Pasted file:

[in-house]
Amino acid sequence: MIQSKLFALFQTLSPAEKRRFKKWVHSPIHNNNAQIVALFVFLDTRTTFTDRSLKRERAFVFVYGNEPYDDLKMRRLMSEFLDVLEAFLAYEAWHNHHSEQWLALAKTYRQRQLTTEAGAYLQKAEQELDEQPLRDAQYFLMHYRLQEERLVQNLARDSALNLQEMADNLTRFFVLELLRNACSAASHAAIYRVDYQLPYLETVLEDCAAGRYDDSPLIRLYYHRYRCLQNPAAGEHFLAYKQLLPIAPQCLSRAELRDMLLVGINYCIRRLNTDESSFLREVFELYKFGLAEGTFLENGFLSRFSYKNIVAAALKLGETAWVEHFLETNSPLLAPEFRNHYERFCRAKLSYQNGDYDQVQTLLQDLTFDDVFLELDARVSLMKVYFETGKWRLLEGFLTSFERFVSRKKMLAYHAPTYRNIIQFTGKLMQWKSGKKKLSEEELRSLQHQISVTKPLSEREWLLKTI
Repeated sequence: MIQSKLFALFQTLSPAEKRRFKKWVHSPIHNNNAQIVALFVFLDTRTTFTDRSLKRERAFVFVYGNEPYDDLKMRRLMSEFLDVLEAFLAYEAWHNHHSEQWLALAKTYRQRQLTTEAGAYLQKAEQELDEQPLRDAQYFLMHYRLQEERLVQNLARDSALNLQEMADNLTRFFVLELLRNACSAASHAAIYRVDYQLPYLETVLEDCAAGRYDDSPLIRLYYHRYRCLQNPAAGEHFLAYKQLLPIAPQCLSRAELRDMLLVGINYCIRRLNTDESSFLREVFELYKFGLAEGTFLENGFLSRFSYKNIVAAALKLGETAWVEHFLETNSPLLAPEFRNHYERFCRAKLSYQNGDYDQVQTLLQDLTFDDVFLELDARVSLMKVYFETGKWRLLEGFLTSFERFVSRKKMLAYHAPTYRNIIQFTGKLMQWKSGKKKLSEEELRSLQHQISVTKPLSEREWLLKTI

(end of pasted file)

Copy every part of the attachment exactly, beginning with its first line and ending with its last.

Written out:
[in-house]
Amino acid sequence: MIQSKLFALFQTLSPAEKRRFKKWVHSPIHNNNAQIVALFVFLDTRTTFTDRSLKRERAFVFVYGNEPYDDLKMRRLMSEFLDVLEAFLAYEAWHNHHSEQWLALAKTYRQRQLTTEAGAYLQKAEQELDEQPLRDAQYFLMHYRLQEERLVQNLARDSALNLQEMADNLTRFFVLELLRNACSAASHAAIYRVDYQLPYLETVLEDCAAGRYDDSPLIRLYYHRYRCLQNPAAGEHFLAYKQLLPIAPQCLSRAELRDMLLVGINYCIRRLNTDESSFLREVFELYKFGLAEGTFLENGFLSRFSYKNIVAAALKLGETAWVEHFLETNSPLLAPEFRNHYERFCRAKLSYQNGDYDQVQTLLQDLTFDDVFLELDARVSLMKVYFETGKWRLLEGFLTSFERFVSRKKMLAYHAPTYRNIIQFTGKLMQWKSGKKKLSEEELRSLQHQISVTKPLSEREWLLKTI
Repeated sequence: MIQSKLFALFQTLSPAEKRRFKKWVHSPIHNNNAQIVALFVFLDTRTTFTDRSLKRERAFVFVYGNEPYDDLKMRRLMSEFLDVLEAFLAYEAWHNHHSEQWLALAKTYRQRQLTTEAGAYLQKAEQELDEQPLRDAQYFLMHYRLQEERLVQNLARDSALNLQEMADNLTRFFVLELLRNACSAASHAAIYRVDYQLPYLETVLEDCAAGRYDDSPLIRLYYHRYRCLQNPAAGEHFLAYKQLLPIAPQCLSRAELRDMLLVGINYCIRRLNTDESSFLREVFELYKFGLAEGTFLENGFLSRFSYKNIVAAALKLGETAWVEHFLETNSPLLAPEFRNHYERFCRAKLSYQNGDYDQVQTLLQDLTFDDVFLELDARVSLMKVYFETGKWRLLEGFLTSFERFVSRKKMLAYHAPTYRNIIQFTGKLMQWKSGKKKLSEEELRSLQHQISVTKPLSEREWLLKTI